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Chinese Demand Holds The Key To U.S. Soy Price Volatility

By Investing.com (Barani Krishnan/Investing.com)CommoditiesAug 01, 2018 07:29
uk.investing.com/analysis/chinese-demand-holds-the-key-to-us-soy-price-volatility-200202857
Chinese Demand Holds The Key To U.S. Soy Price Volatility
By Investing.com (Barani Krishnan/Investing.com)   |  Aug 01, 2018 07:29
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Just two weeks ago, Chicago soybean prices hit 10-year lows on China’s counter levy to US tariffs. This week, soy has outperformed everything from oil to copper on signs Beijing and Washington may resume talks to head off a growing trade war.

There's an inextricable bond between US soybeans and China that helps explain the recent price volatility on the Chicago Board of Trade.

US Soybean 300-min Chart
US Soybean 300-min Chart

CBOT soybean futures are up more than 3% on the week after a Bloomberg report on Tuesday that Representatives of Treasury Secretary Steven Mnuchin and Chinese Vice Premier Liu He were looking to restart trade talks following months of standoff. Only in mid-July, Chicago soy prices were down 25% from the year’s highs on concerns that relations between the two nations were worsening.

US Soy Exports Remain Strong

Equally important to this week’s recovery was data on Tuesday from the US Department of Agriculture showing Chinese buyers took 2.4 million bushels of soybeans last week, nearly half of all overseas sales.

US soybean cargoes for global shipment reached 27.2 million bushels last week, versus the prior week’s 26.8 million bushels and against trade estimates of 26.5 million bushels.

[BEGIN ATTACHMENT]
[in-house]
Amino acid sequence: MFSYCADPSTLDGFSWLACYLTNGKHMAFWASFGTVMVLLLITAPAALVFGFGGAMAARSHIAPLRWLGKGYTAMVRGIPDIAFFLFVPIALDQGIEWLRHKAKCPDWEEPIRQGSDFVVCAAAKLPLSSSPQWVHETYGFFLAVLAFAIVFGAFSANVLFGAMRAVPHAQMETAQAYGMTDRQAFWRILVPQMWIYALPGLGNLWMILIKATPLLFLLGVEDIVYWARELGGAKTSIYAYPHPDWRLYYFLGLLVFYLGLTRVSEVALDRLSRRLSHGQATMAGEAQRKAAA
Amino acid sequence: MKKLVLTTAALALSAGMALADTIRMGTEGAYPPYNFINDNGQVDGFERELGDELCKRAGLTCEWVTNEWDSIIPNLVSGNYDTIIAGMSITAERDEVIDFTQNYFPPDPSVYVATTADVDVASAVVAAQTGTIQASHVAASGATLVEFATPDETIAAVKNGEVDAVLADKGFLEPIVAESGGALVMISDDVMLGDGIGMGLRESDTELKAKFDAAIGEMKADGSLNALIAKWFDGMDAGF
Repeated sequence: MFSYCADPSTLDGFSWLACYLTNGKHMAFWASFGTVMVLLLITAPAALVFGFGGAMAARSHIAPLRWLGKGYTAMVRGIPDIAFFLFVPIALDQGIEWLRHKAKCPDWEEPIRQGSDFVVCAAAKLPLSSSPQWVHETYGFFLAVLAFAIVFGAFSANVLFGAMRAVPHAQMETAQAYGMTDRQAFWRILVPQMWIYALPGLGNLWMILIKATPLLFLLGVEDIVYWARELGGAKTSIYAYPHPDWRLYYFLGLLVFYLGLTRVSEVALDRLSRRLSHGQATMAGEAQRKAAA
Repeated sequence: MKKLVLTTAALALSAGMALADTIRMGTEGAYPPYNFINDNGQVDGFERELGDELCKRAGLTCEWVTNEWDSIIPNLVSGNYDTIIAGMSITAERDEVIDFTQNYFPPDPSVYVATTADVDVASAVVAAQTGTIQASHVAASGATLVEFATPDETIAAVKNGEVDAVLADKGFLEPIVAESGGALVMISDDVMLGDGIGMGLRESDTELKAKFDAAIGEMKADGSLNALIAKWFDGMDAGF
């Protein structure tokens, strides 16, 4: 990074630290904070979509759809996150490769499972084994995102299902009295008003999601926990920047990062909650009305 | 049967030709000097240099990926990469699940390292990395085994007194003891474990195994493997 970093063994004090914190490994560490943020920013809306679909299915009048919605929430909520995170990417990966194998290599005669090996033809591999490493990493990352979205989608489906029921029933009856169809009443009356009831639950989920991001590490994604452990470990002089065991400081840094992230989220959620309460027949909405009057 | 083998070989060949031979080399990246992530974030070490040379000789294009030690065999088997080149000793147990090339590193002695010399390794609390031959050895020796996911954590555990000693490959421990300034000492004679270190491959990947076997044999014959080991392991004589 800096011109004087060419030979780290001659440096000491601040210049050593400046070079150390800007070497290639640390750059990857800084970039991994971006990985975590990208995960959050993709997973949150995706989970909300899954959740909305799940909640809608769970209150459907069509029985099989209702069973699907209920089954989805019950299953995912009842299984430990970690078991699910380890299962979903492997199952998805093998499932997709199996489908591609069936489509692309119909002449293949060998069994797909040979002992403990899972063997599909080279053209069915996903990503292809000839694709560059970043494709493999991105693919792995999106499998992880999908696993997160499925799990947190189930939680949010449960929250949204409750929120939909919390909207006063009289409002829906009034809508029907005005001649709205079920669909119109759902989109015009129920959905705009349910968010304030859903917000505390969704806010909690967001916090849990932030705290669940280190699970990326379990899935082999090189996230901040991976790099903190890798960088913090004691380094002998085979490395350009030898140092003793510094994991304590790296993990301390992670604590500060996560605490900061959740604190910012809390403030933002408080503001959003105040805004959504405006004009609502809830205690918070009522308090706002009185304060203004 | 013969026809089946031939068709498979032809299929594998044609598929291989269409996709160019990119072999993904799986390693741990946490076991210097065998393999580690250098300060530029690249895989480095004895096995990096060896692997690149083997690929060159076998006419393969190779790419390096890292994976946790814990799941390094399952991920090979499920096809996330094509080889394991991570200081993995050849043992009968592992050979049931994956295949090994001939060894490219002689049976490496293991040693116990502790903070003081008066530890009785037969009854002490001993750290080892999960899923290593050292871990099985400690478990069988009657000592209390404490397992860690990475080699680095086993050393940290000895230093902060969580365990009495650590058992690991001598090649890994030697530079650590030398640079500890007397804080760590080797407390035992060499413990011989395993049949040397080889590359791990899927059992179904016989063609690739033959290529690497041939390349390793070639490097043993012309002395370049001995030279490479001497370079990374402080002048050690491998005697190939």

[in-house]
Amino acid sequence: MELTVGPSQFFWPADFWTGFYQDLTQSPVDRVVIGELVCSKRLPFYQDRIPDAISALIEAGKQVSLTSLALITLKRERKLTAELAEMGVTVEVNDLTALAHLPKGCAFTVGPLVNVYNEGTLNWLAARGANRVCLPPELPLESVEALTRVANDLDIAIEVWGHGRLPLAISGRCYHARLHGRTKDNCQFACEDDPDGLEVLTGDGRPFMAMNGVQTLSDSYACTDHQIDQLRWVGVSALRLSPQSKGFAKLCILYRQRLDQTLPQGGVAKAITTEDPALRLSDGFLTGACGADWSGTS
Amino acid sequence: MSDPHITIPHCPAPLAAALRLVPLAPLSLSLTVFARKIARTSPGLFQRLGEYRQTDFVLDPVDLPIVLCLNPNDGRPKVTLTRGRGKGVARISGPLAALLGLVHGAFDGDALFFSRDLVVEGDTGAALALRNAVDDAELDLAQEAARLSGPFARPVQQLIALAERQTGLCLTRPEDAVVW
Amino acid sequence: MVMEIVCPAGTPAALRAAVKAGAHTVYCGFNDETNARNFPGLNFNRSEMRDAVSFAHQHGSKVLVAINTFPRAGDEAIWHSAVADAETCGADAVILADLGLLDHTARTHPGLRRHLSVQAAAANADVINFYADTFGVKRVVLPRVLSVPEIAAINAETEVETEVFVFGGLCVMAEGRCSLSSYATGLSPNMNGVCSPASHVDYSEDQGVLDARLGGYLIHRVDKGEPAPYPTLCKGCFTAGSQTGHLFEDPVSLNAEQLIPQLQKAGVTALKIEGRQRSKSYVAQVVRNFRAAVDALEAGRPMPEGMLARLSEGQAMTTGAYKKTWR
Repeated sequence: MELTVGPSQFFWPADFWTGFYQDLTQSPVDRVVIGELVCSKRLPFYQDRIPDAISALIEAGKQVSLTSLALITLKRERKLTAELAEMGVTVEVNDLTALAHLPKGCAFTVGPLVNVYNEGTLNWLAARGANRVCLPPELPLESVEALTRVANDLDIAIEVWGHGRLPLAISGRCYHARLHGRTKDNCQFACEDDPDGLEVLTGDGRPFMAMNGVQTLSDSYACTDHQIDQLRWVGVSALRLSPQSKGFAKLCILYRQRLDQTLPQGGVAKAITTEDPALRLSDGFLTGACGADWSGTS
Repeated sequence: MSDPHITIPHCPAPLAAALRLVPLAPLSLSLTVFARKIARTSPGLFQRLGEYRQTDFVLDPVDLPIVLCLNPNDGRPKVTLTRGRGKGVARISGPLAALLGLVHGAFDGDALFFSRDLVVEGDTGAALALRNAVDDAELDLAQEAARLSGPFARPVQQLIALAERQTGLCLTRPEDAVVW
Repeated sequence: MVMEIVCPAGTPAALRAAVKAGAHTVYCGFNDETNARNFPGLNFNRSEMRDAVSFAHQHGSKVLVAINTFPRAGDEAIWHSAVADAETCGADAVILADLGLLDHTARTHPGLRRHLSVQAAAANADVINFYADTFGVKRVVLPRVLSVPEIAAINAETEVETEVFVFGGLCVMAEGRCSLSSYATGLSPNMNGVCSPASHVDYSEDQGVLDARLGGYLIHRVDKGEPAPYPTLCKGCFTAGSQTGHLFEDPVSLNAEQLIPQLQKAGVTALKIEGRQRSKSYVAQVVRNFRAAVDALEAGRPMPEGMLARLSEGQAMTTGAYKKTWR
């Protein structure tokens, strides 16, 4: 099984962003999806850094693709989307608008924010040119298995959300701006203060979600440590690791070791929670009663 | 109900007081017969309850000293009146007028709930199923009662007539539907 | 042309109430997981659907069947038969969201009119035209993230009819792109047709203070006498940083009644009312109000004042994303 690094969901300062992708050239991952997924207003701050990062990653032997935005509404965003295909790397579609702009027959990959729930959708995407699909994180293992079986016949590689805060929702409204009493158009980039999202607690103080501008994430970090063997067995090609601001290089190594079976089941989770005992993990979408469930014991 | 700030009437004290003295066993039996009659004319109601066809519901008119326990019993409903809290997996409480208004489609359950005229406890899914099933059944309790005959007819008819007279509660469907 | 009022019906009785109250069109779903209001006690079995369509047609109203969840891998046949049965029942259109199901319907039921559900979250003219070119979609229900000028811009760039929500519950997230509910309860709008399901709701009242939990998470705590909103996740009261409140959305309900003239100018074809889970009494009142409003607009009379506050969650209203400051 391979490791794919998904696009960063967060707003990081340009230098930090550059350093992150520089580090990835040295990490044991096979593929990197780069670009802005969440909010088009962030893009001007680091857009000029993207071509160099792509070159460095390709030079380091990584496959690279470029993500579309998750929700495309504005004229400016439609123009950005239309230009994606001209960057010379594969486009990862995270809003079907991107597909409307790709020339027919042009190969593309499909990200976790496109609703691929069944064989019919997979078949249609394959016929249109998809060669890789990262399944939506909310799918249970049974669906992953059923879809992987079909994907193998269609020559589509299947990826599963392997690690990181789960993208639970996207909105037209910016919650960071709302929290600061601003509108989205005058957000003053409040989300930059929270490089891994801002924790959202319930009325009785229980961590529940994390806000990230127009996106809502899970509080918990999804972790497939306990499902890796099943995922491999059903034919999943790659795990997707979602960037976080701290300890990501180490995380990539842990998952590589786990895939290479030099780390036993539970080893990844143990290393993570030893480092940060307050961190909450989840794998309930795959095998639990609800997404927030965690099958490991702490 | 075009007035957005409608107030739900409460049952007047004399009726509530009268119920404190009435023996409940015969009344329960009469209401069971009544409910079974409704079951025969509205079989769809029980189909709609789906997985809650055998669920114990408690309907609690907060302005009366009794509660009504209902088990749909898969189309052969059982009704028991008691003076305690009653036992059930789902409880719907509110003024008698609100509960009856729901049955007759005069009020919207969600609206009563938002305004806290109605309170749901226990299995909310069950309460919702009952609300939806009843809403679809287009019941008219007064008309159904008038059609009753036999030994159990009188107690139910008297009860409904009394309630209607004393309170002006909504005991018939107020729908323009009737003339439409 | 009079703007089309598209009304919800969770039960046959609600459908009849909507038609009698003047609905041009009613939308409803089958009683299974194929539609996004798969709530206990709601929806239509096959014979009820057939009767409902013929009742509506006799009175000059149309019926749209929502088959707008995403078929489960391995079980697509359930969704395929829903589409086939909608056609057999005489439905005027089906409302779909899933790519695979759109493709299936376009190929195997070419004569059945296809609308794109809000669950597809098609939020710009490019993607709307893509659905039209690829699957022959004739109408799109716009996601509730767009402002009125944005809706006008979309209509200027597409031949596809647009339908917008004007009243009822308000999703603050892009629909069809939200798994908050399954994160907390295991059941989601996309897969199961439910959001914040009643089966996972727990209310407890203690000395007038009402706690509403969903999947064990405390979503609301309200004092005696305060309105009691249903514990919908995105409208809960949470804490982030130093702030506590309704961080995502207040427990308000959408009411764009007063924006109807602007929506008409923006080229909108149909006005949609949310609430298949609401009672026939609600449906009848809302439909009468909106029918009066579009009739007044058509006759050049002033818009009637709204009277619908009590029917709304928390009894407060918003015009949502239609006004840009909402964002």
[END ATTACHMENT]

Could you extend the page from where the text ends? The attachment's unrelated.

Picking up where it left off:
China purchased some $12.4 billion of soy from the US, or a third of the $34 billion the country spends a year in all on that commodity. Soybeans are the second-most valuable US export to China after a variety of airplanes.

Logically, the bullish tone set by data on Chinese imports should have been tempered by crop conditions for soy this year, with USDA surveys showing 70% of plantings in good-to-excellent condition. The pace of blooming at 86% and pod-setting at 60% are moderately better than last year’s numbers and five-year averages.

Moreover, a protracted US-China trade standoff could result in a flood of competitive Brazilian soy exports into China, further weakening CBOT prices. The Trump administration has already enacted a 25% tariff on roughly $34 billion of Chinese goods and is planning similar treatment on a further range of products worth $200 billion. The Chinese have responded with their own 25% tariff on US goods that include soybeans.

Brazilian Competition Overplayed

But long-time watchers of US agriculture say the impact of Brazilian competition to US soy prices has been overplayed, despite soybeans to be loaded in August at the Paranagua port fetching a premium of more than $2.20 a bushel to CBOT futures three weeks ago, the widest gap in four years.

“Beyond the fall season, Brazilian soy production will likely suffer from drought, making China dependent again on US supply,” said Shawn Hackett, grains commentator for Hackett Financial Advisors in Boynton Beach, Florida. “It makes sense for both the US and China to do a deal than to continue with their hostilities.”

USDA’s monthly report for July estimated that domestic farmers would lose some $325 million in new crop sales if this year’s soy price decline isn’t halted with a trade deal – underscoring the importance of China to the US market.

More Immediate Upside Than Downside

But with the current 6-week high of $9.1150 per bushel for CBOT soybeans still being 16% lower than April’s peaks, there appears to be more immediate upside to the market than downside.

Investing.com’s daily technicals have a “Strong Buy” on US soybean futures. Fibonacci patterns indicate resistance starting at $8.8464, then building to $8.7686 and eventually to $8.6425. The pivot was seen at $8.9725.

CBOT soy was also poised for a short-covering run that could lift prices, ADM Investor Services also said in Tuesday’s market outlook.

“Speculative funds are still carrying a healthy short position over 61,000 contracts and the forecast might give reason to exit,”’ ADM said. “With month end today, these traders will probably be more interested in liquidating rather than marking the close for month end.”

Chinese Demand Holds The Key To U.S. Soy Price Volatility
 

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Chinese Demand Holds The Key To U.S. Soy Price Volatility

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